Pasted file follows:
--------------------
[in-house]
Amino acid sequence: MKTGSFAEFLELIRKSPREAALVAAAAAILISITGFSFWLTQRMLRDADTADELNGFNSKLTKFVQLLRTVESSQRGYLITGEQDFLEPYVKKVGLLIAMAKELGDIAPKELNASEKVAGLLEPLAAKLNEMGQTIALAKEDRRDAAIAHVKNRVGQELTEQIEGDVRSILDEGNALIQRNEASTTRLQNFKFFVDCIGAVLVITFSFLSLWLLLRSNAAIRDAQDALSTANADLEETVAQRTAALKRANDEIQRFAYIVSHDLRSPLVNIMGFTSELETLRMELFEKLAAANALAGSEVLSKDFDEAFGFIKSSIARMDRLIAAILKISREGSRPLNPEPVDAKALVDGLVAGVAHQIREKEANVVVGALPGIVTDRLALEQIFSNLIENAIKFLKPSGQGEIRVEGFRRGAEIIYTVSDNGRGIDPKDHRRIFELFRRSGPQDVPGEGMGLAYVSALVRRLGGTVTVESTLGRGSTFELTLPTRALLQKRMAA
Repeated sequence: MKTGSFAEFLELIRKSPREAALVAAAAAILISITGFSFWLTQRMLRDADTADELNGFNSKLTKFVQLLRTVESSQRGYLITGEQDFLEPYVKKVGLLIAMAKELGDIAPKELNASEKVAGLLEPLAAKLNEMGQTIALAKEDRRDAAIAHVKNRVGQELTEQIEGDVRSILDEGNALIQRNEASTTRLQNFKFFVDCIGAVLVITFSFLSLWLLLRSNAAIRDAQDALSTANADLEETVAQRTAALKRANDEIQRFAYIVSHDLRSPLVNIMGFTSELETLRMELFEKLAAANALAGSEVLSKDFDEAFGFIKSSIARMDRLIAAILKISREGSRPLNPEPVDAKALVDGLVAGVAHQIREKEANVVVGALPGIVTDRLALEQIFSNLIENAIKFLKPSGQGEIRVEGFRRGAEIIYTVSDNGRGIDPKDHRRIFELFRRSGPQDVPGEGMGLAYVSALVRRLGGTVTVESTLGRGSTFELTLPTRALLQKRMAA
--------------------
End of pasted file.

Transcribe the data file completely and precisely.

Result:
[in-house]
Amino acid sequence: MKTGSFAEFLELIRKSPREAALVAAAAAILISITGFSFWLTQRMLRDADTADELNGFNSKLTKFVQLLRTVESSQRGYLITGEQDFLEPYVKKVGLLIAMAKELGDIAPKELNASEKVAGLLEPLAAKLNEMGQTIALAKEDRRDAAIAHVKNRVGQELTEQIEGDVRSILDEGNALIQRNEASTTRLQNFKFFVDCIGAVLVITFSFLSLWLLLRSNAAIRDAQDALSTANADLEETVAQRTAALKRANDEIQRFAYIVSHDLRSPLVNIMGFTSELETLRMELFEKLAAANALAGSEVLSKDFDEAFGFIKSSIARMDRLIAAILKISREGSRPLNPEPVDAKALVDGLVAGVAHQIREKEANVVVGALPGIVTDRLALEQIFSNLIENAIKFLKPSGQGEIRVEGFRRGAEIIYTVSDNGRGIDPKDHRRIFELFRRSGPQDVPGEGMGLAYVSALVRRLGGTVTVESTLGRGSTFELTLPTRALLQKRMAA
Repeated sequence: MKTGSFAEFLELIRKSPREAALVAAAAAILISITGFSFWLTQRMLRDADTADELNGFNSKLTKFVQLLRTVESSQRGYLITGEQDFLEPYVKKVGLLIAMAKELGDIAPKELNASEKVAGLLEPLAAKLNEMGQTIALAKEDRRDAAIAHVKNRVGQELTEQIEGDVRSILDEGNALIQRNEASTTRLQNFKFFVDCIGAVLVITFSFLSLWLLLRSNAAIRDAQDALSTANADLEETVAQRTAALKRANDEIQRFAYIVSHDLRSPLVNIMGFTSELETLRMELFEKLAAANALAGSEVLSKDFDEAFGFIKSSIARMDRLIAAILKISREGSRPLNPEPVDAKALVDGLVAGVAHQIREKEANVVVGALPGIVTDRLALEQIFSNLIENAIKFLKPSGQGEIRVEGFRRGAEIIYTVSDNGRGIDPKDHRRIFELFRRSGPQDVPGEGMGLAYVSALVRRLGGTVTVESTLGRGSTFELTLPTRALLQKRMAA